Art: This is informal. Being an artist, I’d like to structure it a bit more, having an organized art lesson once a week or so, but that is unrealistic right now. I have an art cabinet accessible at all times, and they make things literally every day.

Extracurricular: Piano lessons and Cub Scouts for Emmett, and a once-weekly art/craft/outdoor school that both attend. That is plenty for us! And, of course, we spend lots of time outdoors, at home, in nature, and at the park.

Make Yogurt! (and a challenging week)


I didn’t post an update last week, due to a rather difficult week, mostly with, ahem, a certain seven year old. But then I opened the front door, and saw the following, which I found rather amusing, and perfect for one’s blog, in which everything looks so delightful all the time


Yes, they were reading to Sulien, AND not fighting over who reads which page, sits to the east or west of him, or the correct pronunciation of “interesting”.


We visited the Agricultural Heritage Center, which is free and a lovely way to spend the afternoon. E and G brought home the Nature Detectives paper for that site, as part of their quest to visit all the open space sites in that program. After a visit at Carrie’s Honey (recommended!), we came home for an always too-brief visit from my aunt and uncle on one of their cross-country trips. Ruthie suggested a post on how to make yogurt, so here you go!

milk (I use very rich, raw milk, but pasteurized will work)
plain yogurt (with active cultures, which most yogurt has): 1/2 to 1 t. for each cup of milk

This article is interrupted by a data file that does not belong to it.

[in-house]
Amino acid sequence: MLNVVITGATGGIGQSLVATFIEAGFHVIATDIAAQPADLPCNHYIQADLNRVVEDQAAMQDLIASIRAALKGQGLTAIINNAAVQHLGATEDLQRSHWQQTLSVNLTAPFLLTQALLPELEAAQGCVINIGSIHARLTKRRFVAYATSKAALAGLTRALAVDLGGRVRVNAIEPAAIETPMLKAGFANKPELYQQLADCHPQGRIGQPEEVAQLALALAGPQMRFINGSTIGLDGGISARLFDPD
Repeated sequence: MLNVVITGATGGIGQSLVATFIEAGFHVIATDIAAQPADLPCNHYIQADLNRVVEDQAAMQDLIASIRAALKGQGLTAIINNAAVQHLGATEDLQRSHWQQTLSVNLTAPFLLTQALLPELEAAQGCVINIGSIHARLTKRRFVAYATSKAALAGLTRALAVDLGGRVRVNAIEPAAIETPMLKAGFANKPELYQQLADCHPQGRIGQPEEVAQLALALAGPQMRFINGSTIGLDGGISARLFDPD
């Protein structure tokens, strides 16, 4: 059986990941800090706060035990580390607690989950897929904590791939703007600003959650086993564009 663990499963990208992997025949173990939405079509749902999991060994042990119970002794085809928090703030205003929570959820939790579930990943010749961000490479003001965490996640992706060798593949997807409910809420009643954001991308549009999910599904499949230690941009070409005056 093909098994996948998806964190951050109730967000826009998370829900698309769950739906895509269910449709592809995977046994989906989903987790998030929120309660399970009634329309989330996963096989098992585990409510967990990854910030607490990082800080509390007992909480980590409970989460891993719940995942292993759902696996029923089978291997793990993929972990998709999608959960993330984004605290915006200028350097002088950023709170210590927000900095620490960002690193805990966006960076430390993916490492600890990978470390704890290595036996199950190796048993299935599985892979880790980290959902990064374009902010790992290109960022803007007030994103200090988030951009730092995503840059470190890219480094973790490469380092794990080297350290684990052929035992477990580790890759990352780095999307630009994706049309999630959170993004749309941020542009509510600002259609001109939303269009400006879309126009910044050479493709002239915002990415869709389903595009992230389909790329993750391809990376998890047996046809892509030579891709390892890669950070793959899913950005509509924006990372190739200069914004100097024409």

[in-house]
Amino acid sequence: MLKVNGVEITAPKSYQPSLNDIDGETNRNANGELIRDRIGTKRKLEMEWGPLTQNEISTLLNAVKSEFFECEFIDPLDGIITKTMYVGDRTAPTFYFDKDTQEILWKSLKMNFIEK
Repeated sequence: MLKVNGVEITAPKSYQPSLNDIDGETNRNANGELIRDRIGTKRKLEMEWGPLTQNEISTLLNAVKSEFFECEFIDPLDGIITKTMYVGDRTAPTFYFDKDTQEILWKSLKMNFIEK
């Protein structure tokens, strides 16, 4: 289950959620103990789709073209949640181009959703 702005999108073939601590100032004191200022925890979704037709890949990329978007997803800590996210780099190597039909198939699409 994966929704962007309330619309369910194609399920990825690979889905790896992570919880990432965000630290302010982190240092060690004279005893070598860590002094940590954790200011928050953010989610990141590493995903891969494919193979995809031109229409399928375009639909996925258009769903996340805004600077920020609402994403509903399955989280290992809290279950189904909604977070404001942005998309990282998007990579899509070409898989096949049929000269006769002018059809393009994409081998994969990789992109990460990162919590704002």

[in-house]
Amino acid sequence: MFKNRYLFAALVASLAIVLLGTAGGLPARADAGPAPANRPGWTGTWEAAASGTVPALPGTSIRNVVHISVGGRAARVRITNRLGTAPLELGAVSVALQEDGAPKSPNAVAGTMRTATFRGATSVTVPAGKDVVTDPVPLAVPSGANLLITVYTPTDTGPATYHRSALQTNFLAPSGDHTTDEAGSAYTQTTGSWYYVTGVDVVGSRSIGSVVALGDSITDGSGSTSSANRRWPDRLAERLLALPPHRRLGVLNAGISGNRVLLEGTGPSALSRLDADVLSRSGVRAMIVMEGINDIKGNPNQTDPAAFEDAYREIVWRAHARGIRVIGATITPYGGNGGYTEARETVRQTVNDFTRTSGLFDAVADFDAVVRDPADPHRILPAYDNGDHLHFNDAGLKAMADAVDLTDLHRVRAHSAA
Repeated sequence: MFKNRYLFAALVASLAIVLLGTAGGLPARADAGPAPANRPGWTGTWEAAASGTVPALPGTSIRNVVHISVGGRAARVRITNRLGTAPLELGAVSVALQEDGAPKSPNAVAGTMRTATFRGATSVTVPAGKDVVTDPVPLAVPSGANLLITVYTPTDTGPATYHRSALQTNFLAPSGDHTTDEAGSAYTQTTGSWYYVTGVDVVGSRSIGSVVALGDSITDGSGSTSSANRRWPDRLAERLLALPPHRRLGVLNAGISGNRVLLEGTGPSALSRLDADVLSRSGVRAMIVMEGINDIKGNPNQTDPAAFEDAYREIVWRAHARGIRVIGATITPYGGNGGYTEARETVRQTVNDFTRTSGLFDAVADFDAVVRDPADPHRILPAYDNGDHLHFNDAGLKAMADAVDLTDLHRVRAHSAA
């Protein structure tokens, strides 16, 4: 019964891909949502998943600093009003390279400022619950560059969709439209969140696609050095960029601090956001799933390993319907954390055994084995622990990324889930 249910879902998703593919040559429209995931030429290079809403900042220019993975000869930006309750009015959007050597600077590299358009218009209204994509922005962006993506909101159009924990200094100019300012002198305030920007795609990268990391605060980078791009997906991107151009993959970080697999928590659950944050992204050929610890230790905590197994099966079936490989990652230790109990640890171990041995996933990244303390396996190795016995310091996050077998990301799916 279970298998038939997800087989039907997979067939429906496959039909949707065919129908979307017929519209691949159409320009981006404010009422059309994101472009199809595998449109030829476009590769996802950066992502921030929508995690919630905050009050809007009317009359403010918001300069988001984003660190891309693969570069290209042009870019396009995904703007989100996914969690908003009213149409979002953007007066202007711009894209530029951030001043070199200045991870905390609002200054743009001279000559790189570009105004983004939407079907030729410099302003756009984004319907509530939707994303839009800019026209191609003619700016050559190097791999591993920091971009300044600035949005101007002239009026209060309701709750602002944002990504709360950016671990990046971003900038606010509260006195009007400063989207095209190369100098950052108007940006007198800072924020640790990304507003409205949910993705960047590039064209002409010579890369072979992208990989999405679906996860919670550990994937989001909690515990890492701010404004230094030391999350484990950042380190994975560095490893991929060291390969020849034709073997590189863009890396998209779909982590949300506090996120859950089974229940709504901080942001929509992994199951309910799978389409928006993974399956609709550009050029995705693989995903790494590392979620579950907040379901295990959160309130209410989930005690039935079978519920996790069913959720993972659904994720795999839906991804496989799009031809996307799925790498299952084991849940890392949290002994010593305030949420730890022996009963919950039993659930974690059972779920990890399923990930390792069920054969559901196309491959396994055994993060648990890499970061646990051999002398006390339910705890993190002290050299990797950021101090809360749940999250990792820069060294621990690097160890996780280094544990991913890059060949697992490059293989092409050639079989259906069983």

jars (I like 2 cup, wide-mouth glass jars)
a cooler large enough to fit the jars

Heat the milk to about 180 F (almost boiling), whisking frequently to avoid scorching the bottom. This changes the protein in the milk so that you don’t get goopy yogurt. Cool it down to about 110 F (cool enough that you can put your finger in it without burning it, but so that it is still a little warmer than you are). Add it to jars with about 1 t of yogurt for each 2 c of milk. Put the lids on, give it a little shake to distribute the yogurt, and set in a cooler of hot water (I use the hottest tap water from my sink). After several hours (usually 6-8) the yogurt will be set and ready to refrigerate and eat.

Much like the above-mentioned soap, this is a natural product, so quirky things can happen. Sometimes it isn’t set enough after 8 or even 10 hours. I usually replace the hot water, and sometimes add a little more yogurt, and give it several more hours. If you get a thinner consistency than you like, either embrace it, or add a thickener like powdered milk, or strain it (but use the whey-like part!)

Resist the temptation to use lots of yogurt. For some reason, more bacteria doesn’t equal better yogurt, and will actually make a worse product. The other quirk of yogurt making is to leave the yogurt still while it is setting, or it will not set as firmly. Ask the bacteria why; i have no idea.